Mark Wahlberg's new action thriller, Contraband, managed to steal the top slot at the MLK Day weekend box office.
The notable Beantown native has, nonetheless, fallen under the ire of fans angry over his proposed plans to produce a biopic about notorious Boston mobster James "Whitey" Bulger.
They're even more irked by Marky Mark's plans to meet up with Bulger in prison.
In an interview with Boston radio station WAAF on Friday, the rapper-turned-actor and producer revealed that the alleged mob boss has asked him to visit him in federal jail, where he is awaiting trial.
Mark isn't exactly sure why -- but one can dream.
"Maybe he'll give me the exclusive rights to tell his story, 'cause he knows, you know, we can do it better than anybody else," Wahlberg told the station.
Bulger was featured on the FBI's "Ten Most Wanted" list for more than a decade. The former drug kingpin was suspected in 19 murders around Boston dating back to the 1970s when he and his girlfriend, Catherine Greig, fled New England and went into hiding in 1995.
The pair moved to Santa Monica, where they remained on the lam, just a few blocks south of the Pacific Ocean, for 16 years. The couple was apprehended by the FBI as they watched TV in the apartment they shared last June.
If the story sounds familiar, it should. Bulger inspired Jack Nicholson's role in Martin Scorsese's Oscar-winning crime drama The Departed.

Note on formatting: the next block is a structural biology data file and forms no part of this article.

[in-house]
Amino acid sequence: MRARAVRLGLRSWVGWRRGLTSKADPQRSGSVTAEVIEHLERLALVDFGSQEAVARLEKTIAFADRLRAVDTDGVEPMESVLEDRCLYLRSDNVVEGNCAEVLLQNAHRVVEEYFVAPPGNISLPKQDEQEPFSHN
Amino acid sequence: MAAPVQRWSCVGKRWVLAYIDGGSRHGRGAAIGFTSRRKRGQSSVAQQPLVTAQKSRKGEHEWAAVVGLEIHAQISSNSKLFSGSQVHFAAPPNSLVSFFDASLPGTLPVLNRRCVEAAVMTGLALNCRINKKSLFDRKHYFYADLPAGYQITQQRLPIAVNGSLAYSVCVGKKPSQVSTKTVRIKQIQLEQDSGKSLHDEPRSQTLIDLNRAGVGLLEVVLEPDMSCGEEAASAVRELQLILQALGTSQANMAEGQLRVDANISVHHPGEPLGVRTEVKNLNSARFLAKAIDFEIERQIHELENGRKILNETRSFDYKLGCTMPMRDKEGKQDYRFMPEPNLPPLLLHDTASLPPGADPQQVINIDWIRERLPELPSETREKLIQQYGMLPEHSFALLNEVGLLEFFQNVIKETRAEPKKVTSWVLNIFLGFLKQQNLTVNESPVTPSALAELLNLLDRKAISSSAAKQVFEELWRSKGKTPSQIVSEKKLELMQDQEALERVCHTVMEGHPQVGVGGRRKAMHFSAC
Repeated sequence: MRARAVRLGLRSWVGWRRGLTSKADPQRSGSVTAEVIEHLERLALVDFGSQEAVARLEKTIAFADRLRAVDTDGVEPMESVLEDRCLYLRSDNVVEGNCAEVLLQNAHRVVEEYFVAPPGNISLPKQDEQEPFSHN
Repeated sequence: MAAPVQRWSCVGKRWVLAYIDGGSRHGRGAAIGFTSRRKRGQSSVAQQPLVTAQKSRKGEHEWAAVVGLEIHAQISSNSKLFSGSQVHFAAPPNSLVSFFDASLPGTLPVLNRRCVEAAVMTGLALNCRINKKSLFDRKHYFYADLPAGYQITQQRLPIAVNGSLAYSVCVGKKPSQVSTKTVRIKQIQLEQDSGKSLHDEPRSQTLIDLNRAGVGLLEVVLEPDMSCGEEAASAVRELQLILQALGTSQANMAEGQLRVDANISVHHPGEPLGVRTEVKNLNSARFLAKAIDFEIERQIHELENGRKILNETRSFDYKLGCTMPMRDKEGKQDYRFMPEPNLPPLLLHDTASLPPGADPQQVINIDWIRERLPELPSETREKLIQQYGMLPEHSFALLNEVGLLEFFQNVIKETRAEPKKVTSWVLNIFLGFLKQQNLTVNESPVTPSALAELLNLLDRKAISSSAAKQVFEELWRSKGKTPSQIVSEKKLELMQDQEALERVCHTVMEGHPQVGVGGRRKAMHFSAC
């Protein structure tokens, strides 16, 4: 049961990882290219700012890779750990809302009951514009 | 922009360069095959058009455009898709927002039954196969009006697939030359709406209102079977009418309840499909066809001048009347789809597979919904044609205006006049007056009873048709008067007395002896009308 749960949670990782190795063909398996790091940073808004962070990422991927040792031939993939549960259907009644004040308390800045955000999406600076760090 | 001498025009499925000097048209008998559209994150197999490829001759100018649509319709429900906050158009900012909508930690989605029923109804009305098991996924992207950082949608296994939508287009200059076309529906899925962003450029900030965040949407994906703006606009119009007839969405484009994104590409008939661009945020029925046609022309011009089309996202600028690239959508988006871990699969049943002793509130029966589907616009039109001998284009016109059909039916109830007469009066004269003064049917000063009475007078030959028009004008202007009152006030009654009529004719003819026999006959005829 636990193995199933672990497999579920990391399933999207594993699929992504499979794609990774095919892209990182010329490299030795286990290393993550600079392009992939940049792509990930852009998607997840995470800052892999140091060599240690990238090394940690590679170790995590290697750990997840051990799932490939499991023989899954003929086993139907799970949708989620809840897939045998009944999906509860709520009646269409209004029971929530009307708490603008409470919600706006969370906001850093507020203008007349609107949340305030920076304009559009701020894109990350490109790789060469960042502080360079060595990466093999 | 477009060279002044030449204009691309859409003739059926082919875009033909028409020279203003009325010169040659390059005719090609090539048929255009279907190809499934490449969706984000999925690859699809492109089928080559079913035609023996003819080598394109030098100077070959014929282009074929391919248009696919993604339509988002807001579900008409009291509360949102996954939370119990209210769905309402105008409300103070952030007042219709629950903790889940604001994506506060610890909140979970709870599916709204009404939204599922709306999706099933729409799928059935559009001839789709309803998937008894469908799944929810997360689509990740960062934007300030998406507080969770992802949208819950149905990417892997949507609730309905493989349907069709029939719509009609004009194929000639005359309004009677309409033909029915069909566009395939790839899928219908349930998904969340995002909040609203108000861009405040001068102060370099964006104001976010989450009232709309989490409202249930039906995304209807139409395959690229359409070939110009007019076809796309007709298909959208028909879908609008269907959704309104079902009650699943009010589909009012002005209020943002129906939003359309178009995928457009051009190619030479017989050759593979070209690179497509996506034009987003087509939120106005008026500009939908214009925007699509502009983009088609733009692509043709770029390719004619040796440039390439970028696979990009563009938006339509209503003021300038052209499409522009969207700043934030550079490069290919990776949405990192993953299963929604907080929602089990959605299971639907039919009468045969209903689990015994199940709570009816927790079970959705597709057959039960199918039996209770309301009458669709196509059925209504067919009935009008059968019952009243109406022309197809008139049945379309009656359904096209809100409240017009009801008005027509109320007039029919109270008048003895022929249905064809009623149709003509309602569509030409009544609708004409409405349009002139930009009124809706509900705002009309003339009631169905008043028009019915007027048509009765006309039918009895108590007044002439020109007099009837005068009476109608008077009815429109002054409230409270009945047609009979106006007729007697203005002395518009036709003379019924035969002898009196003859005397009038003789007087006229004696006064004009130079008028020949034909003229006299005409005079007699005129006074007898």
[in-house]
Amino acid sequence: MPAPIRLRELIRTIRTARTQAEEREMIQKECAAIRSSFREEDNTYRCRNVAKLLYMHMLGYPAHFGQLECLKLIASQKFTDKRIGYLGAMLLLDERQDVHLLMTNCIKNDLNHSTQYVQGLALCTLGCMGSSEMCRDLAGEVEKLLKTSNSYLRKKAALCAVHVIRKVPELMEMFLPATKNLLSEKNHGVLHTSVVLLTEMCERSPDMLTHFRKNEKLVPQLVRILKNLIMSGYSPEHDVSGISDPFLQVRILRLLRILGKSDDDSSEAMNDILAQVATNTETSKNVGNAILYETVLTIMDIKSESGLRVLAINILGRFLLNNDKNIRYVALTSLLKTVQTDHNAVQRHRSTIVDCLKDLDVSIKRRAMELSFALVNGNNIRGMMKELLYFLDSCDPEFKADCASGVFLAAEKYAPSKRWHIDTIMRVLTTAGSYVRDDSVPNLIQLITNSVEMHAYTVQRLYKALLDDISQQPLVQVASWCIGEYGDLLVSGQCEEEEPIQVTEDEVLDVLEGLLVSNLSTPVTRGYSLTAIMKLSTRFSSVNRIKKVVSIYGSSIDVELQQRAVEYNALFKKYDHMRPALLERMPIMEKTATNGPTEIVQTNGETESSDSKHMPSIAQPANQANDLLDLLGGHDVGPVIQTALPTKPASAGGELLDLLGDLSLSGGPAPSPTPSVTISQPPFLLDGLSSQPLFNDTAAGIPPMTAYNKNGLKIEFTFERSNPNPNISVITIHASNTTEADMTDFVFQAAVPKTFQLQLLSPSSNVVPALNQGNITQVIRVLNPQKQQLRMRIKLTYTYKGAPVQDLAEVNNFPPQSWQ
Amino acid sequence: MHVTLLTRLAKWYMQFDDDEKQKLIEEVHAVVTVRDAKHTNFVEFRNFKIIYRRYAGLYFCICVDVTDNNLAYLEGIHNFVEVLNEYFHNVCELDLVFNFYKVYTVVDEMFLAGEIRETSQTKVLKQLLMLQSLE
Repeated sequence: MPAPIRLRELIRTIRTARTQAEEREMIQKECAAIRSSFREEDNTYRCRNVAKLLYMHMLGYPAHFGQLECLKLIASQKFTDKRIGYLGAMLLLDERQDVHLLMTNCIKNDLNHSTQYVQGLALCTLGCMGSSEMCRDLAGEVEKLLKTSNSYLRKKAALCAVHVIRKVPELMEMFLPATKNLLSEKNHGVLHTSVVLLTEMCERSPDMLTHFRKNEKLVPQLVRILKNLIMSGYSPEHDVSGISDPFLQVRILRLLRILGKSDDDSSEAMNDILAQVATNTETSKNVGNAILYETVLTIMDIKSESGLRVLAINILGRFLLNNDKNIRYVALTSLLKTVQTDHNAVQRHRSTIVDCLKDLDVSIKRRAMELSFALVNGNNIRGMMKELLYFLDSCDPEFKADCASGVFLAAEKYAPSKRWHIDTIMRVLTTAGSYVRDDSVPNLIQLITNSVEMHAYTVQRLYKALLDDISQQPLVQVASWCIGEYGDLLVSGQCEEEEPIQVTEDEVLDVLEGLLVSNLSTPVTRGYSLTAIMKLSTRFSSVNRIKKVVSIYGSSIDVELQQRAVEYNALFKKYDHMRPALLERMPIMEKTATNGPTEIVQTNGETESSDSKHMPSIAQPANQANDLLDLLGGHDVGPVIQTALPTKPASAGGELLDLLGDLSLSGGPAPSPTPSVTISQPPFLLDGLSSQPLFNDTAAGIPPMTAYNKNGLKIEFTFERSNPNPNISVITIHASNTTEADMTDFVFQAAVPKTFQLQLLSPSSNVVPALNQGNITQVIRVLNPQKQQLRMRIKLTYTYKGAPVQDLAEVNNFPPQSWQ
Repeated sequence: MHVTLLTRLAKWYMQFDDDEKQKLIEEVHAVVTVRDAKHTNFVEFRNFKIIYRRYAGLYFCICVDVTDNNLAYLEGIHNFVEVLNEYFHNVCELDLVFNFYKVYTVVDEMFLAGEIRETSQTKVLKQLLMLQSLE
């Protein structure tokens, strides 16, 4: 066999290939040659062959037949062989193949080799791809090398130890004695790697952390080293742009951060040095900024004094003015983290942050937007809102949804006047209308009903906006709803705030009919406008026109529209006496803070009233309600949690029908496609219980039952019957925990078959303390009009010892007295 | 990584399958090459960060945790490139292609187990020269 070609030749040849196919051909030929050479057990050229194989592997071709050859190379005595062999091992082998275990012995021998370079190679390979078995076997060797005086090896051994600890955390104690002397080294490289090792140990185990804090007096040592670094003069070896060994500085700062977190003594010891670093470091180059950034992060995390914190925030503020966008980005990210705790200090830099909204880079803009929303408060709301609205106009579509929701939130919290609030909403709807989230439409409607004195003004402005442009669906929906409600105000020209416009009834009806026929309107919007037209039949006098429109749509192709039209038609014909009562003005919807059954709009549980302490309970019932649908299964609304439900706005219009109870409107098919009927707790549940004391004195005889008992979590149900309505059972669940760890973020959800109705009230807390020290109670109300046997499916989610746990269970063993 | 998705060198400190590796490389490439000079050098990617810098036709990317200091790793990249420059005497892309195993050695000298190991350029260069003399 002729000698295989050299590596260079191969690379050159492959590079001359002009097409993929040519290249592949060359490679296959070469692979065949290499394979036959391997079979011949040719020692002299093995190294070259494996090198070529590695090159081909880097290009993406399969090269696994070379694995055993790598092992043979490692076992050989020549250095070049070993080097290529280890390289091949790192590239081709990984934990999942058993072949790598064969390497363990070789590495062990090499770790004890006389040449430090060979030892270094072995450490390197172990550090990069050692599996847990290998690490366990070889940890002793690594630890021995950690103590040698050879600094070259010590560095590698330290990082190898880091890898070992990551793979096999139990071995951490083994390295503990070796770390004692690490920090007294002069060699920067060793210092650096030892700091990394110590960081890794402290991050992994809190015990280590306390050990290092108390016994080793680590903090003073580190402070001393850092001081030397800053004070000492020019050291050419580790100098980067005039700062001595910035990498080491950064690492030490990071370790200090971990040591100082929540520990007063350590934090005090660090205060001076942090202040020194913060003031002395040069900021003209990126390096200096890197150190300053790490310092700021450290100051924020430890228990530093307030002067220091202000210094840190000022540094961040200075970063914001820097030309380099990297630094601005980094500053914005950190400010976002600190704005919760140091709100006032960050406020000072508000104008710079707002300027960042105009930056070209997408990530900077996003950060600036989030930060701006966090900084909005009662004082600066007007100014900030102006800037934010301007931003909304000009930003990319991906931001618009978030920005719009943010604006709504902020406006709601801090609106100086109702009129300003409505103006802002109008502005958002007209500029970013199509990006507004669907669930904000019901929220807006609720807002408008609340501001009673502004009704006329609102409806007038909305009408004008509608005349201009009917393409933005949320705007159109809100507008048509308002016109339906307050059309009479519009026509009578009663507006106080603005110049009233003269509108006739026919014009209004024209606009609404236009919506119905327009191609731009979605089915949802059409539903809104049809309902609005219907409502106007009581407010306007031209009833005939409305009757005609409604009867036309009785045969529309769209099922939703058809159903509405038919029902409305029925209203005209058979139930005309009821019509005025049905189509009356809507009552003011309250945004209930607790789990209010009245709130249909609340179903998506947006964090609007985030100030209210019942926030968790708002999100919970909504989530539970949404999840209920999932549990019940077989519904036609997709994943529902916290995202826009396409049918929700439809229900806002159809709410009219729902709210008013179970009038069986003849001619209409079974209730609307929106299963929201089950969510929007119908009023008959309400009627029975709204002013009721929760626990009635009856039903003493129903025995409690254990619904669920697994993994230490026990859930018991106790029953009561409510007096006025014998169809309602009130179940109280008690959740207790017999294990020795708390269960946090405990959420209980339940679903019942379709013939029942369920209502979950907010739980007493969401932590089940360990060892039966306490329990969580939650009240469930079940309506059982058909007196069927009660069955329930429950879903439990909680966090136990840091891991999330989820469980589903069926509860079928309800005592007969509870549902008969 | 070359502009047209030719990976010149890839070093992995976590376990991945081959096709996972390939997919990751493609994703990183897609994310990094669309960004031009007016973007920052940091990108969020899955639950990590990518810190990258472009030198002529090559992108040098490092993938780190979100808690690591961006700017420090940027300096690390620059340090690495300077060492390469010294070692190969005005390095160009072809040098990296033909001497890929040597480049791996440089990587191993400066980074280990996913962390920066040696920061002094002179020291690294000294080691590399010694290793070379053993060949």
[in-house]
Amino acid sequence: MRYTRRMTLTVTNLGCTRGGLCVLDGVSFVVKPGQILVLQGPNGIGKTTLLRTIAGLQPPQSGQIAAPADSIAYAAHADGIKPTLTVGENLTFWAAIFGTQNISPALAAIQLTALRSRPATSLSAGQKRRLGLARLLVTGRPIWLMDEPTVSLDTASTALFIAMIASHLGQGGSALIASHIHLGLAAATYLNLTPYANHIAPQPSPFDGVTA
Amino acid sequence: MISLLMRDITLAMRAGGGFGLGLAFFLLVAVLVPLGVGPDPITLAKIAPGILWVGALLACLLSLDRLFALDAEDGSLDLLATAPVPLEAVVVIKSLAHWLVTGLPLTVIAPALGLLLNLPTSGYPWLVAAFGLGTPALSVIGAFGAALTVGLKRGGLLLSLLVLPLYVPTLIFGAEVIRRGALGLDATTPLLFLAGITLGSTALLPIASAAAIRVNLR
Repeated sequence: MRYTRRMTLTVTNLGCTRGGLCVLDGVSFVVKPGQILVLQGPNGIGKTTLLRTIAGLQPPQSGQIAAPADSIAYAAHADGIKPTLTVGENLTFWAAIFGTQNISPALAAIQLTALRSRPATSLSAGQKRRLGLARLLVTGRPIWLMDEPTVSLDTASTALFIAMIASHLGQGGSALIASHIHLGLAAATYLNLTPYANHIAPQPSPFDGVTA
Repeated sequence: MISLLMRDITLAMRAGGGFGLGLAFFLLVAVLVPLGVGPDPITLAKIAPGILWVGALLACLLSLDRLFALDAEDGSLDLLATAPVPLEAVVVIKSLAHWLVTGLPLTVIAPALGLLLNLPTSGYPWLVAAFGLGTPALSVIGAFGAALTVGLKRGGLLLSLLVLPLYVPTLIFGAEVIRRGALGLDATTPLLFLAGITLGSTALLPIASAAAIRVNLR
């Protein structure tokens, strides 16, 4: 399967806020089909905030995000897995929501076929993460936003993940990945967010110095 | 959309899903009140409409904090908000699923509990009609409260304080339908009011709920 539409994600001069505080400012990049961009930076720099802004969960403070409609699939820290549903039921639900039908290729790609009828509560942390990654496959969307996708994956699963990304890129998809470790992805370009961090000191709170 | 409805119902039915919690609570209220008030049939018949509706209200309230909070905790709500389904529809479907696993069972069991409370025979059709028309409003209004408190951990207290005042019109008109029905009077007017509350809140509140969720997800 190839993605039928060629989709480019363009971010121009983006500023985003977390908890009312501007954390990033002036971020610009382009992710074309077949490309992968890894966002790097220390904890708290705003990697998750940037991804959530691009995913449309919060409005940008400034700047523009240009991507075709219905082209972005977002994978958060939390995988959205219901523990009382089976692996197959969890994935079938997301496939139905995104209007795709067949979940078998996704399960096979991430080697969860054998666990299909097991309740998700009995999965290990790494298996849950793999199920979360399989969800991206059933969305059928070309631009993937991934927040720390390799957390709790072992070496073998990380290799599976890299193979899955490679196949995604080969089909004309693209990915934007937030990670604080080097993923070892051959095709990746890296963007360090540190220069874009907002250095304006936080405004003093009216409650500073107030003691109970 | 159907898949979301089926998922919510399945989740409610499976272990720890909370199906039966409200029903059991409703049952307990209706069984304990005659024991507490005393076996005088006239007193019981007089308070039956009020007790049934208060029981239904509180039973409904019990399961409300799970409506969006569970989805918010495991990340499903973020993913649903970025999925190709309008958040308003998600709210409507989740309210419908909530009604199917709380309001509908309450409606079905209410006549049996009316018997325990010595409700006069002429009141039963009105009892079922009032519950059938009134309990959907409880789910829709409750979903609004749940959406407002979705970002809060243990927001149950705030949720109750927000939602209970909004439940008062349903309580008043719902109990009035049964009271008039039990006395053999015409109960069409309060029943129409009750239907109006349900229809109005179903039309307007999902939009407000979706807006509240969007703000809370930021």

There are at least four movie projects about Bulger in various stages of development -- a fact that has left the families of Whitey's alleged victims less than thrilled.
Steven Davis, whose sister Deborah was allegedly strangled by Bulger, told The Boston Herald that Hollywood wants to "glamorize Whitey and those killers."
He said he hoped Wahlberg would reach out to victims' families for their side of the story.
"I have a lot of respect for Mark," Davis said.
David Wheeler, the son of an Oklahoma businessman allegedly killed on Bulger's orders, is equally upset about the Wahlberg-proposed biopic plans.
"Whitey Bulger is nothing without the FBI, and his power came from the FBI," Wheeler told the paper. "Hollywood just walks right in because they're going to tell the story the FBI wants told… We expect Hollywood will get its way."
Wahlberg, however, seems undeterred in his hopes to produce a film about the Irish wheeler dealer.
"I mean listen, first and foremost I really feel and my heart goes out to the victims of anybody who was, you know, hurt or, you know, anybody who lost loved ones in any of that stuff," Mark explained.
"But you know, if there's a story to be told there and, you know, we can do it in the way we want in the way that we best see fit, then, you know, then it's certainly something that we would explore."
Ben Affleck and Matt Damon, also Boston natives, have also snapped up the film rights to Bulger's life. Affleck will direct the as-yet-untitled film, with Damon starring as the mob boss.
Photo credits: HRC/WENN.com